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Username: jpaul
Date/Time: Wed, December 27, 2000 at 1:47 AM GMT (Tue, December 26, 2000 at 8:47 PM EST)
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Subject: The At-Large Counterweight


        I, too, find the comments provided by the icann-europe list participants summarize many of my views on the staff recommendations for the At-Large study.  In particular, the staff's proposal to revisit the need for At-Large directors on the Board should simply be removed from the scope of the study.  In the U.S. Government's policy statement (the "White Paper") which set the foundation for ICANN, it was clear that Internet users were to be afforded equal opportunities to contribute to the decision-making activities of the Board.  This action speaks much louder than the staff's words on the need for an At-Large constituency.

The At-Large constituency has suffered to date from the laggard effort to organize, which has limited its ability to offer informed consensus on issues like the Uniform Dispute Resolution Policy (UDRP).  The staff's recommendations for a "clean sheet" study, and that said study should ask whether there should be any At-Large directors at all, skate close to stating that the Board wishes to disenfranchise At-Large members just at the point where this particular constituency is beginning to coalesce.  That, I believe, is a direction the Board should not go.  If the question of At-Large Directors is to be raised, then the comments of the Center for Democracy and Technology/Common Cause/Program in Comparative Media Law and Policy are particularly relevant.  Decisions about the number of At-Large Directors cannot be made in isolation from the total composition of the Board, as the bylaws of ICANN were structured to produce a balance between the Supporting Organizations (intended to aggregate the business constituencies) and the At-Large constituency (the mechanism for consensus-building for the rest of us).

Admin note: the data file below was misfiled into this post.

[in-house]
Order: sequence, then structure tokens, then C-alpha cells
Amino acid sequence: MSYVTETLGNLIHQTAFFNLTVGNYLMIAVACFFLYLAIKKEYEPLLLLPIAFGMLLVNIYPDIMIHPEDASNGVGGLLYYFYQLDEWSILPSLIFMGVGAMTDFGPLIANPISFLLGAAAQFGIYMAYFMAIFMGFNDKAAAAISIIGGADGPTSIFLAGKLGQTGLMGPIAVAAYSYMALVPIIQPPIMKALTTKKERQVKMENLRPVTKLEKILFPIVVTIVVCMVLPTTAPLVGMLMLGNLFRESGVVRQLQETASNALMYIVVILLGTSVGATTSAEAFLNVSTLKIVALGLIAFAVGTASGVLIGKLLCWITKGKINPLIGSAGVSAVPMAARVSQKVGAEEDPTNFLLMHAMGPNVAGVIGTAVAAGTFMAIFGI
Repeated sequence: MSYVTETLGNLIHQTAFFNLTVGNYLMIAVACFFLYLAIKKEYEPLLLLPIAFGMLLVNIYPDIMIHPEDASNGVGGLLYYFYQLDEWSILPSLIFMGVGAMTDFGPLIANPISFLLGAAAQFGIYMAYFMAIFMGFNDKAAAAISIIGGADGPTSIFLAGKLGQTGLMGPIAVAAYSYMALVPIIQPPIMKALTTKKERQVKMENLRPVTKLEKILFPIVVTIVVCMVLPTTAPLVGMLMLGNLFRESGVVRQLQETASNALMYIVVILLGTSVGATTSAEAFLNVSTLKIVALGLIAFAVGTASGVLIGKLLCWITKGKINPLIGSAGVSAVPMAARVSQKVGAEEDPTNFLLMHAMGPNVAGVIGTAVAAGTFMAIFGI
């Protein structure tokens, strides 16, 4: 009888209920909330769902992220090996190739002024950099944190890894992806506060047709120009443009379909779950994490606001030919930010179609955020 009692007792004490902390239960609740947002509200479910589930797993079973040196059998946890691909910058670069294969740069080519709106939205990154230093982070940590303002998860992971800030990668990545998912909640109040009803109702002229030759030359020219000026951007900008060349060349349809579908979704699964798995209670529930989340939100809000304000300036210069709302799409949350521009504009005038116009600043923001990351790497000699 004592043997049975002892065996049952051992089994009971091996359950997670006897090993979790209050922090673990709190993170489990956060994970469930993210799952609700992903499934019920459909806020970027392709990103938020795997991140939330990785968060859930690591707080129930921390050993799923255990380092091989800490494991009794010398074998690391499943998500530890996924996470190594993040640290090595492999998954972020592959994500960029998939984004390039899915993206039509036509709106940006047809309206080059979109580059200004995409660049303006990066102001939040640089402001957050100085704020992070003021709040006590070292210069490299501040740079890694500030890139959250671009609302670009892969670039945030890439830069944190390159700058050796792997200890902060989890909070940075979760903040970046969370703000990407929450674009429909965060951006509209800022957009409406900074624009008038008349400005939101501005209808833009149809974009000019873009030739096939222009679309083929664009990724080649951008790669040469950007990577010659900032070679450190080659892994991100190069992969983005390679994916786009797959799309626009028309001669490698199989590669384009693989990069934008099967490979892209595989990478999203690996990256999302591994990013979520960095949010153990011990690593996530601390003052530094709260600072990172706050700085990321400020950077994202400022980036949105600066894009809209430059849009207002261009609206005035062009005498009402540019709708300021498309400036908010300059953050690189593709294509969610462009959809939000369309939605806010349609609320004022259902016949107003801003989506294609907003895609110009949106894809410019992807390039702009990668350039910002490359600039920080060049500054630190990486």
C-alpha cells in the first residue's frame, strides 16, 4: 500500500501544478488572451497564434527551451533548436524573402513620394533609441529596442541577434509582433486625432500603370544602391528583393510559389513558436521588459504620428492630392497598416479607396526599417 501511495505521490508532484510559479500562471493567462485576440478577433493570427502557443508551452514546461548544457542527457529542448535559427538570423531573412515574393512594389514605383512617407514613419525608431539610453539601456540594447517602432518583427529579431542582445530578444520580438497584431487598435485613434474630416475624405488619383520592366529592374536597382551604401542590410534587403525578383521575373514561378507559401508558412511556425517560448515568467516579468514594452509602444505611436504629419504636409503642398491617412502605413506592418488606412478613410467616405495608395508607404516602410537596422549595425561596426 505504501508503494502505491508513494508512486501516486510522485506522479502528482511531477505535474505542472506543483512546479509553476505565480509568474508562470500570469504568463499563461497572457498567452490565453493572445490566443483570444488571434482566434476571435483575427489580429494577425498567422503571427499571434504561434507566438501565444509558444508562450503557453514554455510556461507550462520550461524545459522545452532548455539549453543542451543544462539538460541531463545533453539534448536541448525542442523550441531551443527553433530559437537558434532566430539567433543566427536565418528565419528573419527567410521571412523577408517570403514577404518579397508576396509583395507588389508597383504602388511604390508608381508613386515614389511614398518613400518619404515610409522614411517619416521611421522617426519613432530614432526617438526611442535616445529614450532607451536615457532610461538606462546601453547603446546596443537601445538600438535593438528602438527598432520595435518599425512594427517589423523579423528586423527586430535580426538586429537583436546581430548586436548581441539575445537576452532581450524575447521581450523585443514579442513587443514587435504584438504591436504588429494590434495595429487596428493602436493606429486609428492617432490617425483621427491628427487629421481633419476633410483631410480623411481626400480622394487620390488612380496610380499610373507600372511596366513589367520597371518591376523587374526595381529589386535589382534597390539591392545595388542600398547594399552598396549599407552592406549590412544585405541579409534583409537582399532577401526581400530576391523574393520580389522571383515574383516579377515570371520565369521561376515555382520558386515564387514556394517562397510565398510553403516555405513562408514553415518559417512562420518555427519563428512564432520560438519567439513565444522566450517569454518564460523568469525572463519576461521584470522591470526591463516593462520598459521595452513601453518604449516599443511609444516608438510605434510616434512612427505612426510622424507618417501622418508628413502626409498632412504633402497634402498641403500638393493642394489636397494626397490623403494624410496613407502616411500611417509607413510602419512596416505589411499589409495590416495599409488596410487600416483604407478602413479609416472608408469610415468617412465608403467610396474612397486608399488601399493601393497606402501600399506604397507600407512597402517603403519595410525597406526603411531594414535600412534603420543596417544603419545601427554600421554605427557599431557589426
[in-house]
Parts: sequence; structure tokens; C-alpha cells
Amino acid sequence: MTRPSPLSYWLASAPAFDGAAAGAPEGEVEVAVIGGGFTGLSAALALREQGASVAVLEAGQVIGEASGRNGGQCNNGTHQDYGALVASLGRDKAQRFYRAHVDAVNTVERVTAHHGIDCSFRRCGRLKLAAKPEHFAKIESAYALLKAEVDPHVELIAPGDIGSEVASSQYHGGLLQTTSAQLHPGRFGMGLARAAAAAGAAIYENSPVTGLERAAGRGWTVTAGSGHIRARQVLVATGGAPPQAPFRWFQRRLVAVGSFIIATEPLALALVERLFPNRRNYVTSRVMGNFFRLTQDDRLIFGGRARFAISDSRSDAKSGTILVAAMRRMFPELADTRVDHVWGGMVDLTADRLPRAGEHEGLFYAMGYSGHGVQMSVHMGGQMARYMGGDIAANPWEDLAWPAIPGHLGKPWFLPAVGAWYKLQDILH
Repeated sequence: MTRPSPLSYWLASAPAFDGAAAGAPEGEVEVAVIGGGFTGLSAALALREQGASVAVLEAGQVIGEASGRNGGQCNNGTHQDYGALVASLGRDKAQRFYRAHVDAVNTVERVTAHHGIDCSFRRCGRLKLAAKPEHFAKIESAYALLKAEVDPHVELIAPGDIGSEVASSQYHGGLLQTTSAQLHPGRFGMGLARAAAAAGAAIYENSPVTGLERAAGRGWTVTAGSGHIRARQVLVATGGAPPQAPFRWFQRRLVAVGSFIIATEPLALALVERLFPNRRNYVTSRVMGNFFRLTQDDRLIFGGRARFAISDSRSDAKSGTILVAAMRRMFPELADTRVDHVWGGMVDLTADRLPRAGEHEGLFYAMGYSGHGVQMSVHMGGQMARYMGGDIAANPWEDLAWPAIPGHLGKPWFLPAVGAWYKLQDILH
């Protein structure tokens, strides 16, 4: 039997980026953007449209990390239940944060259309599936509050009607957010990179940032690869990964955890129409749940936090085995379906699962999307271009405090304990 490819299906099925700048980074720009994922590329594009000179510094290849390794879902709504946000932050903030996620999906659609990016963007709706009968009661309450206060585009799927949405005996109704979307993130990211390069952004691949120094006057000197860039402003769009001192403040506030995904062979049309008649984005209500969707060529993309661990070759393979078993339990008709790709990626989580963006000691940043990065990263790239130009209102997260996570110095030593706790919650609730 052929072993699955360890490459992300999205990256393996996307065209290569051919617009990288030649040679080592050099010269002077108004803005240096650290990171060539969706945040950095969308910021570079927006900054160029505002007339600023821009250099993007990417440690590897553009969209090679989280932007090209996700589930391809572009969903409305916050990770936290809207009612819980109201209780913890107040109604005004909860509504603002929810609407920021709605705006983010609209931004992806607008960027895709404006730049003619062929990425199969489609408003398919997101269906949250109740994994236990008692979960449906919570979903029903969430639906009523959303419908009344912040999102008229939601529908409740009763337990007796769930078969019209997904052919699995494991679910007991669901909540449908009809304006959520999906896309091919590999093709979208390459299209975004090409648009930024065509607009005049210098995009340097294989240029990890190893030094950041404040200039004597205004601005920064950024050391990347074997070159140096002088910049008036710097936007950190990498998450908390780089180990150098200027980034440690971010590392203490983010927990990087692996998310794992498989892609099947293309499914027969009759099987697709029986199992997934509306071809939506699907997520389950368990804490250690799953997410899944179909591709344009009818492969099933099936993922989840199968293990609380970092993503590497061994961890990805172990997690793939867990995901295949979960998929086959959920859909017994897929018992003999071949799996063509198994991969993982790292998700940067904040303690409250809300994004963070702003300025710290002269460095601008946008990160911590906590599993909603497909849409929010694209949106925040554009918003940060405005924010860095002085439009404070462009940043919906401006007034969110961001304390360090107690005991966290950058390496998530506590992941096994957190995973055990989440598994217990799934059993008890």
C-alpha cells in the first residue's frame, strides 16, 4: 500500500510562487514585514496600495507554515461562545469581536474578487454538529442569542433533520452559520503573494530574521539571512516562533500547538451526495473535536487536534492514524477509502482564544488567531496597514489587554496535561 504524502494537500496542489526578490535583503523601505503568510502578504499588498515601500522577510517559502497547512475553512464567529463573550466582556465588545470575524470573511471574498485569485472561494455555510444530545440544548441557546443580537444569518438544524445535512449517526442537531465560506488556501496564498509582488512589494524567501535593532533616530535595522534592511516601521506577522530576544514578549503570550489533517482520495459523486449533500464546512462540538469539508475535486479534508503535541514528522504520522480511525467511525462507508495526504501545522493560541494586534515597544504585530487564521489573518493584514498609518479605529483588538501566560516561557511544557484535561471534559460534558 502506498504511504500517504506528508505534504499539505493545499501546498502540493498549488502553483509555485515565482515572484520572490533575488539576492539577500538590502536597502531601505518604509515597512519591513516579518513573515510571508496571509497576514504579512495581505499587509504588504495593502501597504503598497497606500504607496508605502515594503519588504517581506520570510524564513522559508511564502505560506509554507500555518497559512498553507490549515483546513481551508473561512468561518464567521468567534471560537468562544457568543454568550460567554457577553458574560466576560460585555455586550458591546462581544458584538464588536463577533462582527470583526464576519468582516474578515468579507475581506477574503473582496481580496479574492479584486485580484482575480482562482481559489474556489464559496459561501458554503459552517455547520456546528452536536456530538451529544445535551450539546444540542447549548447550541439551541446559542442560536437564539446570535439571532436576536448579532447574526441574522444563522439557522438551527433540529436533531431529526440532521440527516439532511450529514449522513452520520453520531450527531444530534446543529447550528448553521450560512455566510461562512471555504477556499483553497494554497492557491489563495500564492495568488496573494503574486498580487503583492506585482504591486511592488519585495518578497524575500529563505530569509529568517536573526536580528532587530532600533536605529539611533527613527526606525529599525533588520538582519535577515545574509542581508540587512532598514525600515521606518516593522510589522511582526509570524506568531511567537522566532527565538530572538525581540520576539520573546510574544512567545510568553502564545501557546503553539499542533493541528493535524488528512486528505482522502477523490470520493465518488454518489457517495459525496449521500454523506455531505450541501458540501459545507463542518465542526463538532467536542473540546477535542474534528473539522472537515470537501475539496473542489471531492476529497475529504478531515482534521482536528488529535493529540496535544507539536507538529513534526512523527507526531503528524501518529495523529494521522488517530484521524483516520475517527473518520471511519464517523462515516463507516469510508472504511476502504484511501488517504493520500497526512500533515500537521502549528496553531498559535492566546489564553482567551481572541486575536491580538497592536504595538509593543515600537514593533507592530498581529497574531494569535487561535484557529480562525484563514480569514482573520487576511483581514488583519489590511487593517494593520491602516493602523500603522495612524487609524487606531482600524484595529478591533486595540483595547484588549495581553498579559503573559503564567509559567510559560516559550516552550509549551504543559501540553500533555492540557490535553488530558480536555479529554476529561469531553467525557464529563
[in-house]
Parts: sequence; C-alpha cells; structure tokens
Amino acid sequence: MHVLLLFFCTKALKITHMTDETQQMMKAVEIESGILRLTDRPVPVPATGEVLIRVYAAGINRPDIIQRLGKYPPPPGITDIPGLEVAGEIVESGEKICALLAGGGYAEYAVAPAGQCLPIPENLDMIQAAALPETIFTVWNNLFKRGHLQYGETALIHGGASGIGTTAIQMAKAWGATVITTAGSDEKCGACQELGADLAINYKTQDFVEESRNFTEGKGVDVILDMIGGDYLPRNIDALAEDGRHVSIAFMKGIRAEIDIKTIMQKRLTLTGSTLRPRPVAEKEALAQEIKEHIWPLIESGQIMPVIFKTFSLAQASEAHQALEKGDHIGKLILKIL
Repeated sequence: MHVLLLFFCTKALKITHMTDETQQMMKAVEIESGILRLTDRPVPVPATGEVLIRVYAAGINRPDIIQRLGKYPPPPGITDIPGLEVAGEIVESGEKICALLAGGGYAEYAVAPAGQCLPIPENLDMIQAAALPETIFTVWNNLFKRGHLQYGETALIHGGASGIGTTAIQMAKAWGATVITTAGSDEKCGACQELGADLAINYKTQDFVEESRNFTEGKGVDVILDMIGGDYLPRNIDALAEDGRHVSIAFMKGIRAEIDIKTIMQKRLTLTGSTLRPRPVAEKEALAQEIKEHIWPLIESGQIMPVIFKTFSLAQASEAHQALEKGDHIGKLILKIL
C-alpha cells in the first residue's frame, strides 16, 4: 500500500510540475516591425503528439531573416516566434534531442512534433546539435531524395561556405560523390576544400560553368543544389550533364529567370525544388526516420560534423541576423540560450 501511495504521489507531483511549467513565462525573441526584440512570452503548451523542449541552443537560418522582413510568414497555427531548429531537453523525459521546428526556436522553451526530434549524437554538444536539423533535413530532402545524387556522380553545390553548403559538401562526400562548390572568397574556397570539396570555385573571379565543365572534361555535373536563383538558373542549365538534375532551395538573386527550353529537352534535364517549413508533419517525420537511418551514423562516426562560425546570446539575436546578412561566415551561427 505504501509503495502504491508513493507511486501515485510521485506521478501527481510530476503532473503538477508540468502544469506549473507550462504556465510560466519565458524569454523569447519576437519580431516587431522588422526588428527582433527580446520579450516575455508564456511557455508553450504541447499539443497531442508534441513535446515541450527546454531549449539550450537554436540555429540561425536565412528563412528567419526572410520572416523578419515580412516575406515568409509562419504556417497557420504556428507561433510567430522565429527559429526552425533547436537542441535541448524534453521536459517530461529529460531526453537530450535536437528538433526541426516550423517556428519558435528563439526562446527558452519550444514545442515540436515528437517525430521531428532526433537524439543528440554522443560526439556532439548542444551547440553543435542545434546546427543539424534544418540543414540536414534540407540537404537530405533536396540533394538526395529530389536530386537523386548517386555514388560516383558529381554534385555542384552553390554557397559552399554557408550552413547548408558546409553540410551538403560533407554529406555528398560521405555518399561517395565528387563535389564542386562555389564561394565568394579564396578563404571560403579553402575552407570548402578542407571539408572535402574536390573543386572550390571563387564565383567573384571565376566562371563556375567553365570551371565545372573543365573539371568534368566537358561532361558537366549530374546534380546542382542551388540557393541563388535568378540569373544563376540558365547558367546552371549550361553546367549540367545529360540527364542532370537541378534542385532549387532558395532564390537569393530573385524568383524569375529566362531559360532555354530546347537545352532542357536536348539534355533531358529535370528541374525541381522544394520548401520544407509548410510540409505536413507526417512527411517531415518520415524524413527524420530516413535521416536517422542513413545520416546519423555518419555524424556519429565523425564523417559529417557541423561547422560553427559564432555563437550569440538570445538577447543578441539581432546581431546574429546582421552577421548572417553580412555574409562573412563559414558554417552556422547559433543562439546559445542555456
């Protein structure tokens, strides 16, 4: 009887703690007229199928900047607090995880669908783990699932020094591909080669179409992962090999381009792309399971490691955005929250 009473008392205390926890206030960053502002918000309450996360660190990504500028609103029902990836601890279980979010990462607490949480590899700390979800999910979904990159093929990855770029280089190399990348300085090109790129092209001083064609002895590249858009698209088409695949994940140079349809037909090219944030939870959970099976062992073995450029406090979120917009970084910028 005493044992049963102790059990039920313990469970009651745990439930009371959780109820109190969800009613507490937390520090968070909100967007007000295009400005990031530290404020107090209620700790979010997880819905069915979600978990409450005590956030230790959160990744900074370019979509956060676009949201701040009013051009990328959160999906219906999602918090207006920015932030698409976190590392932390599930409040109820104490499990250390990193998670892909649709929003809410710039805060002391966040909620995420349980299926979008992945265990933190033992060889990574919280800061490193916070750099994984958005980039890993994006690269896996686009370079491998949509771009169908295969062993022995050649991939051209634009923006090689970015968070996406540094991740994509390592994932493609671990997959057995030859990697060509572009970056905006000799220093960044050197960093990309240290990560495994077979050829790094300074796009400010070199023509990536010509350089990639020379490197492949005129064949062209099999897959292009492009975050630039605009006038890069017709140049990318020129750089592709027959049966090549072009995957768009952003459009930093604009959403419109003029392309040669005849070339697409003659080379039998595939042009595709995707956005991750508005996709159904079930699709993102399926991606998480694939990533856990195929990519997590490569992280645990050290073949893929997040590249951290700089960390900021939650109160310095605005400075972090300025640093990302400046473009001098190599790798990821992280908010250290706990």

The study should focus on organizing the constituency and the role we At-Large members are expected to play in ICANN.  This is not the first time this type of question has arisen.  The American Congress (with which I am most familiar) grounds the House of Representatives in the interests of individual citizens and the Senate in the states.  However, if we assume that ICANN is (or "should be" or "desires to be"; I leave the choice to each particular reader's particular view of ICANN) limited to the "technical administration" of the DNS system and IP addressing, I find myself drawn more to the United Kingdom's structure for Parliament.  I would draw the parallels thusly:

a) the Supporting Organizations would be equivalent to the House of Commons.  If ICANN is managing the technical issues related to DNS, IP numbers and the relevant protocols, then there is some sense in vesting the Supporting Organizations with authority in areas relevant to their particular competencies.  I would expect the Board to give great weight to their technical recommendations when such issues arise;

b) that leaves, therefore, the At-Large constituency to play the role of the House of Lords.  It should review the proposals of the Board and the Supporting Organizations from the broader perspective provided by the consensus of globally-distributed ordinary users.  I would argue that the Board should not be empowered to accept any recommendation that has not proceeded through the consensus-building process of this organization.  Like the House of Lords, however, this power of review (some will argue "delay") will be limited in some fashion.  At some point, the Board will have to make a decision.

I believe it will fall to the At-Large constituency to defend values such as free speech, privacy and the "fair use" of materials in the context of domain name assignment and protocol development (as noted by Professor Lawrence Lessig, we can hide a lot of cultural values in protocols).  Individual users are subject to the rules of the UDRP, but it is safe to say that said users were probably not as focused on the process of developing that policy as the more-focused and better-organized Supporting Organizations.  To borrow from James Madison and George Orwell, at the moment "all factions are equal, but some are more equal than others."

Ideally, all users of the Internet should know that they have a membership in the At-Large constituency of ICANN, and all should eagerly participate.  The Board would then be relieved from having to organize the constituency.  The study could examine the possibility of encouraging ISPs to add a step in their sign-up process that explains the role of ICANN and offers the user the opportunity to join the At-Large constituency.  Even if the user decides not to do so, he or she is made aware of ICANN from the start.  Some means for allowing existing members to interact with each other should also be provided.  The At-Large web page currently maintained by ICANN should be a primary means of building the necessary community of At-Large members.  Significant attention to communications between At-Large Members, the constituency and the Directors that serve in their names and with ICANN is merited in the study.